15th Free Chapel Forward Conference welcomes more than...
By: Taylor Denman
Published: June 29, 2019
15th Free Chapel Forward Conference welcomes more than 11,000 and seems here to stay
A crowd of more than 11,000 packed Infinite Energy Arena from Thursday through Saturday.
The crowd hailing from across the country didn’t flock to see a pop artist, the Atlanta Gladiators, Georgia Swarm or a graduation ceremony.
The 15th Free Chapel Forward Conference was at capacity for the fifth consecutive year — at least, according to officials — and students from 32 states and five nations came for music, dancing and to hear Christian messages from a lineup of guest pastors hailing from churches around the country.
Youth leaders and students as young as middle-school age attended as well as high school and ministry groups from college campuses. There were 5,220 attendees from Georgia and 2,220 attendees from Free Chapel’s local campuses in Gainesville, Gwinnett, Cumming and Buford.
The first day of the conference was Thursday, with morning and afternoon session through Saturday evening. Michael Drawdy, Shelby Simmons, Riley Long and Raegan Mace from Augusta were attending their fifth conference and the biggest takeaway from their experiences this year were the messages.
“It’s different than any other conference,” Drawdy said. “Any other conference preaches the same thing. … Forward is about people getting their lives right and delivered.
“It’s about students. … They come here and see there is life with ministry.”
It was the first time for Estella Bourn, Raechel Russell and Abigaile Wells from Centre, Alabama. They came and stayed for the music.
“The songs are great,” Bourn said. “It’s a great environment, and everyone is up.”
Doors opened at 9 a.m. for Saturday’s morning session. There were pre-session competitions between members of the conference’s four different tribes. Attendees are separated into four tribes — Drip, Icon, Squad and Flex — that send representatives for competitions between sessions to earn points throughout the conference.
Atlanta-native band Passion performed a roughly 40-minute set that led into a sermon from Levi Lusko, a pastor from Fresh Life Church in Montana. His sermon focused on sex, relationships and dating with social media such as Tinder. His sermon titled “The Problem with Pineapples,” compared sex to pineapples, which he said were considered a rare delicacy in Europe after traders began to ship them back from the Americas circa the 16th century. On stage, he compared a pristine pineapple to a can of pineapple chunks.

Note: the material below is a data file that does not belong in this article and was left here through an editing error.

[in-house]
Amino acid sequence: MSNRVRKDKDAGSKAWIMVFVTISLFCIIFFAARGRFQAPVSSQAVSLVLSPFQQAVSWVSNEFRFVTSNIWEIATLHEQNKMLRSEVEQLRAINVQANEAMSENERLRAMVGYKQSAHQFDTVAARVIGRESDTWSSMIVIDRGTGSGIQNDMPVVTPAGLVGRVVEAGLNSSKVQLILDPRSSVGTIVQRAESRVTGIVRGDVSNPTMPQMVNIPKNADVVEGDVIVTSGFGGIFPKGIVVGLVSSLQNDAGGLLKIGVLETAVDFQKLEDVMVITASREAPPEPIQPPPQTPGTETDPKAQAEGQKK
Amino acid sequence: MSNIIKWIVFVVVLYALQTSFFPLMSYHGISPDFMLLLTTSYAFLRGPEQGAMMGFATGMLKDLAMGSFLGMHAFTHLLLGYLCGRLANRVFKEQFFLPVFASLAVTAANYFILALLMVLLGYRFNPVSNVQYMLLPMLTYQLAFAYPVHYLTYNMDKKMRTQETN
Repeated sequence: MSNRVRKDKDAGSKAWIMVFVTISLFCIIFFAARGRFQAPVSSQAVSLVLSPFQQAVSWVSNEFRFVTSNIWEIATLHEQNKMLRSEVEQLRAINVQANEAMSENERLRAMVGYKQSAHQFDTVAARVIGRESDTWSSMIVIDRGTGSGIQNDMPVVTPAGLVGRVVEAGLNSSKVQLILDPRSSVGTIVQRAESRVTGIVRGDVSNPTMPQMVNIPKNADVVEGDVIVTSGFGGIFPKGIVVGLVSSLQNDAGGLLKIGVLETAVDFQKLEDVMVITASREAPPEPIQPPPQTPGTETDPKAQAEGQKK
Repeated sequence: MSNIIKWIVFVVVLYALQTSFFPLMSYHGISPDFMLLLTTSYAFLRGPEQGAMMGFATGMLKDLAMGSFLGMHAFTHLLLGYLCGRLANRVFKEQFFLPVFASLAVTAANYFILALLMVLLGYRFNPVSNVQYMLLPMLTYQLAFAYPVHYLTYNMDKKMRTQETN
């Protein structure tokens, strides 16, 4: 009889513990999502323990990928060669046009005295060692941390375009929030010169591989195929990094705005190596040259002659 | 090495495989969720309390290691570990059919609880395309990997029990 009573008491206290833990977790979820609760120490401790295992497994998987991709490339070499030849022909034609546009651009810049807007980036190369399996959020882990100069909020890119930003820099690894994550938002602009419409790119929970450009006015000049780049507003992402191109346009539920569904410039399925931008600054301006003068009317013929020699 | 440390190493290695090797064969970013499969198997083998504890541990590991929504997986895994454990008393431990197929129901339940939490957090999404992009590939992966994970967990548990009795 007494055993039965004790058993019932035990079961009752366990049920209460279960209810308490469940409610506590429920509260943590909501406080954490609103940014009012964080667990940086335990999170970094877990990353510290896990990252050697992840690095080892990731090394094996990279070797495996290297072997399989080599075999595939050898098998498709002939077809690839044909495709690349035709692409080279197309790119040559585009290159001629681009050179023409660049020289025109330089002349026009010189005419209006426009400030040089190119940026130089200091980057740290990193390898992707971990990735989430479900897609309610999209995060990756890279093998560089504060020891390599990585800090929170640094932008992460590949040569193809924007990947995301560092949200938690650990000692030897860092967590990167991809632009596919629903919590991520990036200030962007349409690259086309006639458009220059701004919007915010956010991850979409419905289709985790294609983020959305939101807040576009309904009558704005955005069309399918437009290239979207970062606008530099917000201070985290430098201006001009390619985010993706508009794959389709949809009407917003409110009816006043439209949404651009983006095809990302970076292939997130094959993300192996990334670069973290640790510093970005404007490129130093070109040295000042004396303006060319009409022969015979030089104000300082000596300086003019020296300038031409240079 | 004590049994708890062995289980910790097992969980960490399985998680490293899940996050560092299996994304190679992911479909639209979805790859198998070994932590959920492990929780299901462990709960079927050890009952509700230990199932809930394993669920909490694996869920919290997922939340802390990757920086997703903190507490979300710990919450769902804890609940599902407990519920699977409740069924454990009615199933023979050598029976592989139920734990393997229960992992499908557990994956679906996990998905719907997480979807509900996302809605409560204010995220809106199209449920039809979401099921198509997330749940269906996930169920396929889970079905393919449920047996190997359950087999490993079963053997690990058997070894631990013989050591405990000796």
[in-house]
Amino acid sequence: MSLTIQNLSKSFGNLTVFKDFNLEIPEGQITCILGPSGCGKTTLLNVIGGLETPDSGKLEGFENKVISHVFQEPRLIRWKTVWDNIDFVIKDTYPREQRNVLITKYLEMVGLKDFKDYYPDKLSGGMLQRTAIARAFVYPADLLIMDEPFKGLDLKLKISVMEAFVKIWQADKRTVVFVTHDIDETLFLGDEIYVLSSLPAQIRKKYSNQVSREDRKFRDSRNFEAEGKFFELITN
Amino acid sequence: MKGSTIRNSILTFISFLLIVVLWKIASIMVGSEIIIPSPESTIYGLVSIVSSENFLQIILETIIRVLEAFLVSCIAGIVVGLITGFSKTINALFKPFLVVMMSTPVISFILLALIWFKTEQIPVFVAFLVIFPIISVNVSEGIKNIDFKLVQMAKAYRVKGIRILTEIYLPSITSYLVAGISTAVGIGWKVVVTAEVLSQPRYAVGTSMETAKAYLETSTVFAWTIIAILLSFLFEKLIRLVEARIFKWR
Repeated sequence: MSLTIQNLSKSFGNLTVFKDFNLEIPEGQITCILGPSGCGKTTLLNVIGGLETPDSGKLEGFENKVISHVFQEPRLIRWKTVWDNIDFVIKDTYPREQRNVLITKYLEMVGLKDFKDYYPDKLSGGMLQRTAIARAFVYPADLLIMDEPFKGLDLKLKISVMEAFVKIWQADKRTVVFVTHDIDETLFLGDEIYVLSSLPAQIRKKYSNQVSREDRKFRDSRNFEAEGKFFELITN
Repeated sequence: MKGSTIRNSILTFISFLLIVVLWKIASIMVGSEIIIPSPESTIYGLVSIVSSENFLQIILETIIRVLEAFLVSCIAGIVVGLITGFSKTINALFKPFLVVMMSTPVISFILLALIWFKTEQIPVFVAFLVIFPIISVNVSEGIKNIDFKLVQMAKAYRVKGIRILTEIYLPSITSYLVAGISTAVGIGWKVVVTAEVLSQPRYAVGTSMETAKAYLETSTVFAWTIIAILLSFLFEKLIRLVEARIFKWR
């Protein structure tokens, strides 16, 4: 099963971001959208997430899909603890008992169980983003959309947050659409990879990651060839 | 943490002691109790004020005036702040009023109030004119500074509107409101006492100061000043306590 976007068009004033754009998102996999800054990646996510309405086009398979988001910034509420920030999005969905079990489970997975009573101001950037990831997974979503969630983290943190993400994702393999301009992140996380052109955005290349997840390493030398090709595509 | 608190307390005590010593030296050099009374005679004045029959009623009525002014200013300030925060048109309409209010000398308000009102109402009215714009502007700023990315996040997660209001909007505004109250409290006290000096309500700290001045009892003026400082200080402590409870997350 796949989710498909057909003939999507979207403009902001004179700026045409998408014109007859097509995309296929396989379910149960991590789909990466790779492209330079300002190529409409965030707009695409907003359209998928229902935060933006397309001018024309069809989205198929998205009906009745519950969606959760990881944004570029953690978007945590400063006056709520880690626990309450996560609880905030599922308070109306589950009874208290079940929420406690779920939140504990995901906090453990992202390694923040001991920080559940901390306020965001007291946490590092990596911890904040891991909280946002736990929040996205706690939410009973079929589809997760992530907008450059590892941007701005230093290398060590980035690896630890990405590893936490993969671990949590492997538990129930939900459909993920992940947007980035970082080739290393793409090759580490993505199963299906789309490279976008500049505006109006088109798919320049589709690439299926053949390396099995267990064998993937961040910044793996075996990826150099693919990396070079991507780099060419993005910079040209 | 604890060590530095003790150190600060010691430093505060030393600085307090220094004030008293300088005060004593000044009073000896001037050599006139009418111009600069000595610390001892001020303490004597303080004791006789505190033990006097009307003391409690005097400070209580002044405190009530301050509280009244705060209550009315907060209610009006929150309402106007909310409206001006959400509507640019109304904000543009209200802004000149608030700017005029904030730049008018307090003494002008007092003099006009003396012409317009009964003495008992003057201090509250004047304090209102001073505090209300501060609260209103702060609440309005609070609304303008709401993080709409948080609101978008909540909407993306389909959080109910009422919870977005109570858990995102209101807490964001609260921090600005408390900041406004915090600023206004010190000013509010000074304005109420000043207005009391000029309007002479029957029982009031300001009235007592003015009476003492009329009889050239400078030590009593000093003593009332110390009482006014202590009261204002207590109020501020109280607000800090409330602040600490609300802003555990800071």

It’s a metaphor for what sex becomes outside of the bounds of marriage.
“(The pineapple was) something prized … not meant to be stabbed with a toothpick,” Lusko said.
Jentezen Franklin is the Senior Pastor of Free Chapel, a multi campus church based in Gainseville. Each week, his television program, “Kingdom Connection,” is broadcast on major networks all over the world. His responsibilities typically ended on the second day of previous conferences. Based on popular demand from previous conferences, he made appearances Saturday, including a Q&A session just before noon.
Voices like Lusko’s and the perspectives they provide, Franklin said, are how the conference has managed to keep its message fresh after 15 years.
“The culture of Forward Conference is one that students know they’re going to have fun, they’re going to hear great music and great bands and they’re going to hear relevant messages to their life,” he said. “Someone is going to talk to them about where they’re living now and how do you flesh out the walk of Christ.”
All except the inaugural Forward Conference have been held in Infinite Energy Arena, formerly the Arena at Gwinnett. While Franklin said there have been conversations regarding hosting conferences in different markets, he doesn’t see the current iteration leaving the Duluth area in the near future.
“We kicked around the idea of going to bigger venues, but there is something so special about this area,” Franklin said. “We love the hotels and we love the security of this area. For high school students, it feels great and we have so many partnerships with businesses.”